If truth be told, we expected you to do just as you did. Mormont tried a plum, spit out the pit. "I ordered a watch kept over you., You were seen leaving. If your brothers had not fetched you back, you would have been taken along the way, and not by friends. Unless you have a horse with wings like a raven. Do you?"
No. Jon felt like a fool.
Pity, we could use a horse like that.
Jon stood tall. He told himself that he would die well; that much he could do, at the least. "I know the penalty for desertion, my lord. I'm not afraid to die."
Die! the raven cried.
Nor live, I hope, Mormont said, cutting his ham with a dagger and feeding a bite to the bird. "You have not deserted, yet. Here you stand. If we beheaded every boy who rode to Mole's Town in the night, only ghosts would guard the Wall. Yet maybe you mean to flee again on the morrow, or a fortnight from now. Is that it? Is that your hope, boy?"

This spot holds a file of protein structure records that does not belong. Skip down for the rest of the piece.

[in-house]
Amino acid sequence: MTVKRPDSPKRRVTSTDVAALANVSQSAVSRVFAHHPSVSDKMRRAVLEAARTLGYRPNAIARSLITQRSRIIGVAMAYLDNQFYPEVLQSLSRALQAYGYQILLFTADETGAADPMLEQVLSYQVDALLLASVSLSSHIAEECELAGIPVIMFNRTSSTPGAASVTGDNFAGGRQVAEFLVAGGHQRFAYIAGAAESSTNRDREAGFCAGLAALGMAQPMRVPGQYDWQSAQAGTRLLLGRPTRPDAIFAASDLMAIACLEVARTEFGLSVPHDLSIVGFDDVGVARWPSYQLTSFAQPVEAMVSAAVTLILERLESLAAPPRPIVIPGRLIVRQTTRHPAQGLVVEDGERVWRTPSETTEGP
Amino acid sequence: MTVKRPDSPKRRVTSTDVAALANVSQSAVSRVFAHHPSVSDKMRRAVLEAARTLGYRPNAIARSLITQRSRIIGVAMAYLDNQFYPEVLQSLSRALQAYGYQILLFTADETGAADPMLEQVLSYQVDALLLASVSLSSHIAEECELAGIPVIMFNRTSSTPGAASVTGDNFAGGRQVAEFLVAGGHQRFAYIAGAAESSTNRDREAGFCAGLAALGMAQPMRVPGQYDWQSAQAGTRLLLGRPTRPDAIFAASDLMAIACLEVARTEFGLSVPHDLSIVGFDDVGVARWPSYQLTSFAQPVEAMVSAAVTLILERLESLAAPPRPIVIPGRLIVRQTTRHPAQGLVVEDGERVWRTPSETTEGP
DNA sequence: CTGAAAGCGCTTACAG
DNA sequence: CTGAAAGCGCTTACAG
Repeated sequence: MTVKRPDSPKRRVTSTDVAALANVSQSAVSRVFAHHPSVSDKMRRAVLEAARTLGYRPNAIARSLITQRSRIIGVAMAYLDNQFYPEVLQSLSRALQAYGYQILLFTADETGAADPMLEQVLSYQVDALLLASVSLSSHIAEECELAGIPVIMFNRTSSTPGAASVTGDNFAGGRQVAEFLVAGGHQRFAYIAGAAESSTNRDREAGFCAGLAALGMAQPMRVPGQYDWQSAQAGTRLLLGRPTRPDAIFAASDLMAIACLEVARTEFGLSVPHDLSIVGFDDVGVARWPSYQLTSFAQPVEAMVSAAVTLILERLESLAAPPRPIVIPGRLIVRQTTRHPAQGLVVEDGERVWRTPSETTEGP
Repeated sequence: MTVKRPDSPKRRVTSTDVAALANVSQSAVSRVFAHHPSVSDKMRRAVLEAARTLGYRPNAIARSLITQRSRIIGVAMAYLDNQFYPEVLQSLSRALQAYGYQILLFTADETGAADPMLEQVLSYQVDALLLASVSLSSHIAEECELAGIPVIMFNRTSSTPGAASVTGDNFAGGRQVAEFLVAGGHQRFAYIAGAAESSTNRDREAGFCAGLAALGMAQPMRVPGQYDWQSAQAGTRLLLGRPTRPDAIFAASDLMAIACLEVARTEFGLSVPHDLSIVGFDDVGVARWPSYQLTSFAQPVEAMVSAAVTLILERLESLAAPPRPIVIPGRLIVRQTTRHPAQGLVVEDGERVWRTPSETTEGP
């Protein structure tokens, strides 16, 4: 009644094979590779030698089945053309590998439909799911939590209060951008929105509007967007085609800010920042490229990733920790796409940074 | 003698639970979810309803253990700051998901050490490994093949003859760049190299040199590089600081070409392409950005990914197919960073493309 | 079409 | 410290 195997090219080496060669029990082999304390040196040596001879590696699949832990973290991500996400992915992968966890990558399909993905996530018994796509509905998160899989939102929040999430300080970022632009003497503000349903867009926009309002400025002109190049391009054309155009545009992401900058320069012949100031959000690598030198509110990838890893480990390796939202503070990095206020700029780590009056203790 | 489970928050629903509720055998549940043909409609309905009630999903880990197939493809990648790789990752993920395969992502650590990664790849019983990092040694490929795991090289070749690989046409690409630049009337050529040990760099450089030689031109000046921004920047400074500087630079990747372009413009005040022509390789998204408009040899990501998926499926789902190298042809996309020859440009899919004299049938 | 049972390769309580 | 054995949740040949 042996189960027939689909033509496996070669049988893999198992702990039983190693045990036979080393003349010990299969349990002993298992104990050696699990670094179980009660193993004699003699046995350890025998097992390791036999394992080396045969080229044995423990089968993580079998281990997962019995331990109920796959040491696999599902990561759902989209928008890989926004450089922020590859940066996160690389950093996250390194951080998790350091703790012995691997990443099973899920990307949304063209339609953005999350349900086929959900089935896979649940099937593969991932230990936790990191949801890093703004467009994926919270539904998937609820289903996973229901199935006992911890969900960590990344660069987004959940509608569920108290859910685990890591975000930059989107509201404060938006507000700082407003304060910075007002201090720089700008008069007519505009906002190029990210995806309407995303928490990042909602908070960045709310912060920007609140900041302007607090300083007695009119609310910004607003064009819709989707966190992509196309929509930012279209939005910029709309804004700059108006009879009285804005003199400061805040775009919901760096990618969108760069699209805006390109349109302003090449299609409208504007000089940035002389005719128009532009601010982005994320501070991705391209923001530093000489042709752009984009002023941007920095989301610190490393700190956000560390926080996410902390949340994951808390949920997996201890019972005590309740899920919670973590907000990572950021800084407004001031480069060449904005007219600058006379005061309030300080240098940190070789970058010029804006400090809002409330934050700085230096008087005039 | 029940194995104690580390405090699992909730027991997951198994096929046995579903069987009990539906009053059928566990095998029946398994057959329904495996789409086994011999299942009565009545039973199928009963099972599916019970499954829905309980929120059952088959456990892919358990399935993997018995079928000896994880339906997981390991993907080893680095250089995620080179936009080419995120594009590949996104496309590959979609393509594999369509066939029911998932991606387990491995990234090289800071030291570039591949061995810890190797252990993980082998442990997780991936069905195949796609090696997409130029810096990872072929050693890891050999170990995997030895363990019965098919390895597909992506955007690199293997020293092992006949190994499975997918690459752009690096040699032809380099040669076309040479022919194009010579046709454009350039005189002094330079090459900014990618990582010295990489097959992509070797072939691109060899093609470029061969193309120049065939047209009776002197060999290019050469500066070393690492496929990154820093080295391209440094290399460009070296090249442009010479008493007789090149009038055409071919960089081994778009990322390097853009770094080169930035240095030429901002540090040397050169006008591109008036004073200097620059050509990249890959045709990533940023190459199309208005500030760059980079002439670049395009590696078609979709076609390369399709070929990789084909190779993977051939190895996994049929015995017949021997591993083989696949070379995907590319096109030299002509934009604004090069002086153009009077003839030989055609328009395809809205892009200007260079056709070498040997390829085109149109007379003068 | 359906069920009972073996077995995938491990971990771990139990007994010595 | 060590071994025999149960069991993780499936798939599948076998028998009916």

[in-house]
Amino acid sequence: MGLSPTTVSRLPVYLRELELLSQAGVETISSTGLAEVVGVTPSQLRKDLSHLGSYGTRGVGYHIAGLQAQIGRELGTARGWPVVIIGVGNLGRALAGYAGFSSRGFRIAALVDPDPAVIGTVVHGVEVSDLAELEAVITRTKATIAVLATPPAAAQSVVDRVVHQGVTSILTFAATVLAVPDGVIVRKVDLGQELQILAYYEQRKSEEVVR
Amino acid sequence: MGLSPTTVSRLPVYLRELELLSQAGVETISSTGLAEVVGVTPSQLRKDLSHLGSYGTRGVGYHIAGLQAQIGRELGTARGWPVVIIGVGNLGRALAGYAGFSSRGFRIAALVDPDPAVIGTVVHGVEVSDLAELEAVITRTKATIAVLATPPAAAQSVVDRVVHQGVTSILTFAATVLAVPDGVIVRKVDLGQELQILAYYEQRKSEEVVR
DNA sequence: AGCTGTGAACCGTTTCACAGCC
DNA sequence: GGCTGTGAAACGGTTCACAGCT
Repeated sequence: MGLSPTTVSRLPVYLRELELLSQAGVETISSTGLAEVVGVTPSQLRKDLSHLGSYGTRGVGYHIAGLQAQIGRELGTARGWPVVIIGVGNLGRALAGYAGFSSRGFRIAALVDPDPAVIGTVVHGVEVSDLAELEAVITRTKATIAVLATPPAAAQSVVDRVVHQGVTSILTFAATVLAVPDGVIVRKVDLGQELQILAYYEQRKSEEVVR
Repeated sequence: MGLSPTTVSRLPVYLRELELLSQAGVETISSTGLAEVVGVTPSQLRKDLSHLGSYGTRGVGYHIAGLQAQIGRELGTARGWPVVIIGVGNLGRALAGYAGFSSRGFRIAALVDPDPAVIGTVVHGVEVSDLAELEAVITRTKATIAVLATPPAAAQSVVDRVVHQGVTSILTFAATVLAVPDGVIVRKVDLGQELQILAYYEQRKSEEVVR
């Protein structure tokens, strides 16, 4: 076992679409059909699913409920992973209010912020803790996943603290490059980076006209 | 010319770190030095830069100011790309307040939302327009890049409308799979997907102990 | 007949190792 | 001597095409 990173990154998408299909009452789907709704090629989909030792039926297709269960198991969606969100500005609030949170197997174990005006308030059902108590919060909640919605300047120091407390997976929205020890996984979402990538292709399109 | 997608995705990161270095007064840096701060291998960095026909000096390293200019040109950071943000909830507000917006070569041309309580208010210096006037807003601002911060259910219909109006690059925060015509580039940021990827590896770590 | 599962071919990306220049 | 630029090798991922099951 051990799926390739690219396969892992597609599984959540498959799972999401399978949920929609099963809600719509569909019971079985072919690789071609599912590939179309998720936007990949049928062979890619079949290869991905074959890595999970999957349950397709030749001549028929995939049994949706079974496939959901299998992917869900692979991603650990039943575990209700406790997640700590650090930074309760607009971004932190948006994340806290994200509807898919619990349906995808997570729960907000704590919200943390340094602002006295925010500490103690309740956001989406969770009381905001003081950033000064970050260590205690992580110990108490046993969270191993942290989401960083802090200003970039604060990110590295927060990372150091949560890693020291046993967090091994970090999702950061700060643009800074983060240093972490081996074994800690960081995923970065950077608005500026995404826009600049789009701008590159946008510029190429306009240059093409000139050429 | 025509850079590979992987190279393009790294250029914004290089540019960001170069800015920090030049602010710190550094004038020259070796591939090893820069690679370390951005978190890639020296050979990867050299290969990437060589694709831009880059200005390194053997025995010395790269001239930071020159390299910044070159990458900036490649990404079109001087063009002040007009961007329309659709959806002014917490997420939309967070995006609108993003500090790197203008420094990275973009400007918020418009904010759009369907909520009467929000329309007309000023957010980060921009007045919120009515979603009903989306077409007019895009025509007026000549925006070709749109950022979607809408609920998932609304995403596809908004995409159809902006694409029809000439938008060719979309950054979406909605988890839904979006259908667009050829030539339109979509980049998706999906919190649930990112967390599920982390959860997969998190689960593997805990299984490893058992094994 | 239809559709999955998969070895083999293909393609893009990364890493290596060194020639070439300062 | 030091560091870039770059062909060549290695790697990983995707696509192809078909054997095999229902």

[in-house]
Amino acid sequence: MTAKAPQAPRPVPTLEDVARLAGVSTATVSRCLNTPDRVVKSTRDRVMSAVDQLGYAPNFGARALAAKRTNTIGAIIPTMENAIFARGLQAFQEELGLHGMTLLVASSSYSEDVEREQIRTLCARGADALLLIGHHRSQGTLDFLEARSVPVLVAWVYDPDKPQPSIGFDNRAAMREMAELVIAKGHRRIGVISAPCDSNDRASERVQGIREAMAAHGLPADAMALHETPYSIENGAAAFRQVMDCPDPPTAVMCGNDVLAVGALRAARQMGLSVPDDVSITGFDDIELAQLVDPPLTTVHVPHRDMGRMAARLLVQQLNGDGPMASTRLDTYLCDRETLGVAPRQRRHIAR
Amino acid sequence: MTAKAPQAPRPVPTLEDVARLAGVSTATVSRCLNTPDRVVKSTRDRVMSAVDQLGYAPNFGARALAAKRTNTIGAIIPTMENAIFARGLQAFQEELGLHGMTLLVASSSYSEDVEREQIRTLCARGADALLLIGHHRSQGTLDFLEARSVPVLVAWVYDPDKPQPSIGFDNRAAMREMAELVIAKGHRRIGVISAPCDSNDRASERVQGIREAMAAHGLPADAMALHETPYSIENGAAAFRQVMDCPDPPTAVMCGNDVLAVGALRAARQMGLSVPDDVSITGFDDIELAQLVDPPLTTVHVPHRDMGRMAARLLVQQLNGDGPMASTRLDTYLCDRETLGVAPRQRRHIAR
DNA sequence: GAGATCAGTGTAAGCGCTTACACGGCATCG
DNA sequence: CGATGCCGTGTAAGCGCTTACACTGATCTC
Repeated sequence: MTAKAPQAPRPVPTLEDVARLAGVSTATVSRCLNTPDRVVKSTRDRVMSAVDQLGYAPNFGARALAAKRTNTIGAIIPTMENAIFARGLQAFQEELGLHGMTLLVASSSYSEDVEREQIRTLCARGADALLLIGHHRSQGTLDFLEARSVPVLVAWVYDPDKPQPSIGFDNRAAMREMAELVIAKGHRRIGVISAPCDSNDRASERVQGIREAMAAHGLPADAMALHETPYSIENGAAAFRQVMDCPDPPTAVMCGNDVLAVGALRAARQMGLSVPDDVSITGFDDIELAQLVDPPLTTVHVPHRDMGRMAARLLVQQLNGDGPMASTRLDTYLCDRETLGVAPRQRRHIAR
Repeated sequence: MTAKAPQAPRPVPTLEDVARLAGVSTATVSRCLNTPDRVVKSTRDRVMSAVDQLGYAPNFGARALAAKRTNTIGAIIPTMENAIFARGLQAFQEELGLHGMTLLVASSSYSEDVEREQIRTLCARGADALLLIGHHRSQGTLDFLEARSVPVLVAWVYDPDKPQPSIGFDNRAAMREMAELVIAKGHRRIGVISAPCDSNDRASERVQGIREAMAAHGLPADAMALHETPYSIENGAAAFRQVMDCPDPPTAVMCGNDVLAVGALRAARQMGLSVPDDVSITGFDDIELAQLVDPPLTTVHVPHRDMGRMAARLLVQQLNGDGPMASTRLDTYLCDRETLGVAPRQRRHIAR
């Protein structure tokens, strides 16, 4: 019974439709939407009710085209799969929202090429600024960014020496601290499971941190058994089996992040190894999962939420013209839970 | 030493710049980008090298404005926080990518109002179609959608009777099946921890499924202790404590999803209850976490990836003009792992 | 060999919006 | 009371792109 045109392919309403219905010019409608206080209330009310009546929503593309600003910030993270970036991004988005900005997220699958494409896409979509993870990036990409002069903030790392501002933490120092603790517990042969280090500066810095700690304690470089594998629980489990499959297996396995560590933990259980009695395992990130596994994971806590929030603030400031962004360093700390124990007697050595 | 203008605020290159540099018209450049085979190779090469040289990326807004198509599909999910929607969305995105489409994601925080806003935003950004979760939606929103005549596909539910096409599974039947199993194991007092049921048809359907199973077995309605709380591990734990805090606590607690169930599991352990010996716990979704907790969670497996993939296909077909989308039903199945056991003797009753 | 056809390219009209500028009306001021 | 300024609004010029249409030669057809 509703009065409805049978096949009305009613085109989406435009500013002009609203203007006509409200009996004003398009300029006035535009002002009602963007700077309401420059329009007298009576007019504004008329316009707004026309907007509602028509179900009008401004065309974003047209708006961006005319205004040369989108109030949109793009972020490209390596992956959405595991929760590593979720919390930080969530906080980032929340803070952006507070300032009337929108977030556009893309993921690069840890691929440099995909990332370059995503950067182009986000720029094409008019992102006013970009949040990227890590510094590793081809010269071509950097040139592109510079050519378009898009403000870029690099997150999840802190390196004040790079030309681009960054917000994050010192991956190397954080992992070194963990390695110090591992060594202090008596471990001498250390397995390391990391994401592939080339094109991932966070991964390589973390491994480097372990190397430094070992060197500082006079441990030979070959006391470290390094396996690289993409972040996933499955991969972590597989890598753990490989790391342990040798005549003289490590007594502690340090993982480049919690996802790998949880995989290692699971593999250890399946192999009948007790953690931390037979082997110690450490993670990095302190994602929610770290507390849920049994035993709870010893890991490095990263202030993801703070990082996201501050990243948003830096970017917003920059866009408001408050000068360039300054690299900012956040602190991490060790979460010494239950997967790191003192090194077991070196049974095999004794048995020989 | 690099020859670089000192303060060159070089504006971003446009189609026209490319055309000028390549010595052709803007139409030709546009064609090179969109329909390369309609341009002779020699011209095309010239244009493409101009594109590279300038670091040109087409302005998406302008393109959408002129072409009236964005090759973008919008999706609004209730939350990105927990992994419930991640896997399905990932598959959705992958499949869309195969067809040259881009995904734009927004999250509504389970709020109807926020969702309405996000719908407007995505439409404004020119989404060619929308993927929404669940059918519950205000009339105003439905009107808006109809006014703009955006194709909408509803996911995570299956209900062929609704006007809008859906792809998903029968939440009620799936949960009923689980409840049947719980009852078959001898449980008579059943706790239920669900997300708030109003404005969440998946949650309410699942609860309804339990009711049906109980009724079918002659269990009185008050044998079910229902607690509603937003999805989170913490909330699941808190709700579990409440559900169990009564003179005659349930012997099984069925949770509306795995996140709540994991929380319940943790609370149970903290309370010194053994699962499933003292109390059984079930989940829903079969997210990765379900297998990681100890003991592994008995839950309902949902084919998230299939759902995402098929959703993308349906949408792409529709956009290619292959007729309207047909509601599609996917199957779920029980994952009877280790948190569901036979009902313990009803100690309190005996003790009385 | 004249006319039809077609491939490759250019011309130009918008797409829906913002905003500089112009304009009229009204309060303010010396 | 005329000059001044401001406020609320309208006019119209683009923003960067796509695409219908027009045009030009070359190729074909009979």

Jon kept silent.
I thought so. Mormont peeled the shell off a boiled egg. "Your father is dead, lad. Do you think you can bring him back?"
No, he answered, sullen.
Good, Mormont said. "We've seen the dead come back, you and me, and it's not something I care to see again."